After I passed the first patch of snow, I turned back up towards the trail. There was another snow bank next to the first one, but it didn't look nearly as treatchorous as that first one. Mad Hatter decided to go under the second snow bank as well, though, and I wished him luck.

Once I got back onto the PCT, I put on my microspikes for the second patch of snow. My first test of the snow gear I've carried all this time.... Frankly, it was a waste of time. I walked across the snow easily enough, and I don't think the microspikes made things any easier. (They didn't make it any harder, though.)

By the time I finally reached the far side of the snow, Tomer had started walking across the first snow bank. I walked ahead on the trail to where Mad Hatter was finally getting back up on the trail and told him I was going to hang back to make sure Tomer made it across the snow okay. Tomer did make it across, but he postholed at one point up to his crotch and lost a water bottle in the process. But he made it, and we continued on another mile or so until we found Mad Hatter sitting on the side of the trail, a nice shady place for a lunch.

We ended up stopping there for a couple of hours, sleeping and resting. Gandalf, Radar, John, and John passed us by. Mad Hatter, Tomer, and I decided to hike through to a creek just short of the Devil's Slide turnoff so we could hike into Idyllwild first thing in the morning. I took off like a bat. I hadn't realized how long our lunch lasted, and I wanted to get into camp with plenty of time before sunset to cook dinner.

The trail continued to climb higher and higher, the air thinner and thinner, and the scenery better and better. Until, once again, I started hitting patches of snow. Again, it wasn't much. Not at first, at least. I didn't even bother to put on my microspikes, then promptly lost my footing and started sliding down a chute of snow. It wasn't especially steep or long, and I tried to direct my fall into a boulder sticking out of the snow to arrest my slide. Which worked, but I managed to bang up my knee a bit, with a small cut across it. Except for a little soreness, it wasn't an issue, though. But it was a huge wake-up call for me--snow can be very dangerous. I need to be especially careful hiking through the snow.

I continued on, and the snow piled up more and more. Finally, I started following footprints in the snow of hikers before me when the trail became completely obscured with snow. At this point, I decided I needed to find a good place to stop for Mad Hatter and Tomer to catch up. I didn't really feel comfortable losing the trail by myself. Safety in numbers! But standing around in the snow didn't seem appealing, so I pushed ahead a bit hoping to find some terra firma to sit down and wait.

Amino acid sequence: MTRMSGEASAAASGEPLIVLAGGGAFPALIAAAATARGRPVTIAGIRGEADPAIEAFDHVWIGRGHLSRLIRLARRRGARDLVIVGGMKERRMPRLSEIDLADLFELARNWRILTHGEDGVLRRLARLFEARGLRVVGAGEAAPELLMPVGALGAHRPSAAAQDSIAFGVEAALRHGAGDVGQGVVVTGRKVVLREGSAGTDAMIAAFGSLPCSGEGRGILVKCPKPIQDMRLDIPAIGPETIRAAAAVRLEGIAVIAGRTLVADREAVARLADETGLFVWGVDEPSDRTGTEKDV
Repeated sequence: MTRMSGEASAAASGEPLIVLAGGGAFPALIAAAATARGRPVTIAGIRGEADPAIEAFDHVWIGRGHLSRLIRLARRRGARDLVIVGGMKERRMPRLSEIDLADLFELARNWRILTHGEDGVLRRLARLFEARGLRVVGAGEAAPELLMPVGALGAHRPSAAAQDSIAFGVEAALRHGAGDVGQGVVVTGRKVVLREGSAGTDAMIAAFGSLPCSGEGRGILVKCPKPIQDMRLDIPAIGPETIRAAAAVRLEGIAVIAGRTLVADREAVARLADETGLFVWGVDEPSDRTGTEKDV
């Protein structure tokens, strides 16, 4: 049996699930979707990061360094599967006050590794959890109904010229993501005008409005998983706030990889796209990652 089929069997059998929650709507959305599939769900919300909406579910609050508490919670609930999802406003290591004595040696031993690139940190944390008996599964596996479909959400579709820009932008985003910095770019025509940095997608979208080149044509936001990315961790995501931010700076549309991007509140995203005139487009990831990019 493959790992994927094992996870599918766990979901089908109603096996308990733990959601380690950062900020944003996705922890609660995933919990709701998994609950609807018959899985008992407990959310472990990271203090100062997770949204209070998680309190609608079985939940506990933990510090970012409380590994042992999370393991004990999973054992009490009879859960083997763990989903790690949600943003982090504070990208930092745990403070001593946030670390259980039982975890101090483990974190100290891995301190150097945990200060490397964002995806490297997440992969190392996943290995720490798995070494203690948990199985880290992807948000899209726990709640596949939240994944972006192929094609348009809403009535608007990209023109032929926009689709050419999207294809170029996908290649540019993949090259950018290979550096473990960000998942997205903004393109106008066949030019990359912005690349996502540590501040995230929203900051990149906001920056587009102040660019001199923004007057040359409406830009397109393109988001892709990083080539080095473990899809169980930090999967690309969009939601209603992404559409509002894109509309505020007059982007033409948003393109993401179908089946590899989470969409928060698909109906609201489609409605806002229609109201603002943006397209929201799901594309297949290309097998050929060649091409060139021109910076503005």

Until I lost track of the tracks ahead of me. I followed the ridge more-or-less in the same direction I was going, but I wasn't finding anything but very old tracks. Possibly from the day before. It didn't feel right, so I sat down, pulled out my map and compass, and figured out I took a wrong turn. Or rather, I didn't turn where I was supposed to. I backtracked to the wrong turn, and continued on. Back on track! Also found some fresh tracks in the snow as well. Probably Gandolf and Radar, I thought, who I knew were ahead of me. I think they had hiked the PCT before, so they probably had a good sense of what direction to head. I hoped. =) In any case, it matched up perfectly with my map and compass skills, so I followed the footsteps.

The going was slow. I put on the microspikes, which helped secure each footstep a bit, but the going was slow. At times, I would posthole into the snow, up to my knees. Traversing slopes worried me a bit--if something bad happened, who would go for help? I really wanted to stop for Mad Hatter and Tomer, but not standing in snow. Grr.....

I continued on, until I reached a particularly long, moderately steep slope that needed to be traversed. Recognizing that if I lost my footing on this slope, it could be serious, I held my trekking pole near the middle, much better positioned to self arrest myself if it became necessary. I didn't really have any experience with self arresting. I've seen diagrams about how it's supposed to work in Backpacker magazine and such, but it's always been theory to me. I didn't really feel comfortable with the thought I'd actually have to put this sort of knowledge to practice.